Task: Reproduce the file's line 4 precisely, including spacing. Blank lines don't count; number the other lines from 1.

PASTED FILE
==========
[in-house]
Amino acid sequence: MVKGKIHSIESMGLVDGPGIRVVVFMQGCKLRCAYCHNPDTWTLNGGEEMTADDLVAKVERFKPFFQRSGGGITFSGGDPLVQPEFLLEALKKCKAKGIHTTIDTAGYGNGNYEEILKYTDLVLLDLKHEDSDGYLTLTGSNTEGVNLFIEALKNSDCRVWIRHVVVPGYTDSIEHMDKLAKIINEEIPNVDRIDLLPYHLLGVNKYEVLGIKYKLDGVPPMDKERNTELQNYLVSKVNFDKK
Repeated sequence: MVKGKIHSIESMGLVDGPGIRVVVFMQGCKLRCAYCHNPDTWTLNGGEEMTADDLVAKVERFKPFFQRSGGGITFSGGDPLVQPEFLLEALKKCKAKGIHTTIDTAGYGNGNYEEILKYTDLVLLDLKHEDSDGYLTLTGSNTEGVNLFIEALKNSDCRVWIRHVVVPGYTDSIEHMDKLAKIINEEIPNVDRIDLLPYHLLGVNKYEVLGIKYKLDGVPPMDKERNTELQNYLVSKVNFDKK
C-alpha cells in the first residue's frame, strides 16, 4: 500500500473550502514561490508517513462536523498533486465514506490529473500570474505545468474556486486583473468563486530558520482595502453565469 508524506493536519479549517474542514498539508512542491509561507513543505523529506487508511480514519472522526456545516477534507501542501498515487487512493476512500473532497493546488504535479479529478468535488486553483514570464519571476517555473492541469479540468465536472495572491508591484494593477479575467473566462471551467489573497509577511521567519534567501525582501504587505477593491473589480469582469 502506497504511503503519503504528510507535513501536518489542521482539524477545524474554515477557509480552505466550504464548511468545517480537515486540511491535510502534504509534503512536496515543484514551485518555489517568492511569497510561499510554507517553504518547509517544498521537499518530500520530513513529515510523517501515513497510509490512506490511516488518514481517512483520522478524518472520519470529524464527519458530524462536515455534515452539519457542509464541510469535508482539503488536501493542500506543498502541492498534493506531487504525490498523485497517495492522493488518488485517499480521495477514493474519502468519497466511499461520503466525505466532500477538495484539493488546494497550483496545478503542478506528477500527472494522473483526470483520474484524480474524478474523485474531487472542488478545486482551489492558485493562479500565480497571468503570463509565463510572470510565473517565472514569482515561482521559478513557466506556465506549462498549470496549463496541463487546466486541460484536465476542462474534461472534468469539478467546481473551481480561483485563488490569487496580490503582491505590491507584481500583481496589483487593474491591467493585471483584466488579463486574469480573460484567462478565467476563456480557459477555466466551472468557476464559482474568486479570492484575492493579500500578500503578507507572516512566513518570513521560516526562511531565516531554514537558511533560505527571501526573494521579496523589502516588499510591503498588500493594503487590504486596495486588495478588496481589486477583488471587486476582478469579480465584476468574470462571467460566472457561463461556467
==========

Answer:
C-alpha cells in the first residue's frame, strides 16, 4: 500500500473550502514561490508517513462536523498533486465514506490529473500570474505545468474556486486583473468563486530558520482595502453565469 508524506493536519479549517474542514498539508512542491509561507513543505523529506487508511480514519472522526456545516477534507501542501498515487487512493476512500473532497493546488504535479479529478468535488486553483514570464519571476517555473492541469479540468465536472495572491508591484494593477479575467473566462471551467489573497509577511521567519534567501525582501504587505477593491473589480469582469 502506497504511503503519503504528510507535513501536518489542521482539524477545524474554515477557509480552505466550504464548511468545517480537515486540511491535510502534504509534503512536496515543484514551485518555489517568492511569497510561499510554507517553504518547509517544498521537499518530500520530513513529515510523517501515513497510509490512506490511516488518514481517512483520522478524518472520519470529524464527519458530524462536515455534515452539519457542509464541510469535508482539503488536501493542500506543498502541492498534493506531487504525490498523485497517495492522493488518488485517499480521495477514493474519502468519497466511499461520503466525505466532500477538495484539493488546494497550483496545478503542478506528477500527472494522473483526470483520474484524480474524478474523485474531487472542488478545486482551489492558485493562479500565480497571468503570463509565463510572470510565473517565472514569482515561482521559478513557466506556465506549462498549470496549463496541463487546466486541460484536465476542462474534461472534468469539478467546481473551481480561483485563488490569487496580490503582491505590491507584481500583481496589483487593474491591467493585471483584466488579463486574469480573460484567462478565467476563456480557459477555466466551472468557476464559482474568486479570492484575492493579500500578500503578507507572516512566513518570513521560516526562511531565516531554514537558511533560505527571501526573494521579496523589502516588499510591503498588500493594503487590504486596495486588495478588496481589486477583488471587486476582478469579480465584476468574470462571467460566472457561463461556467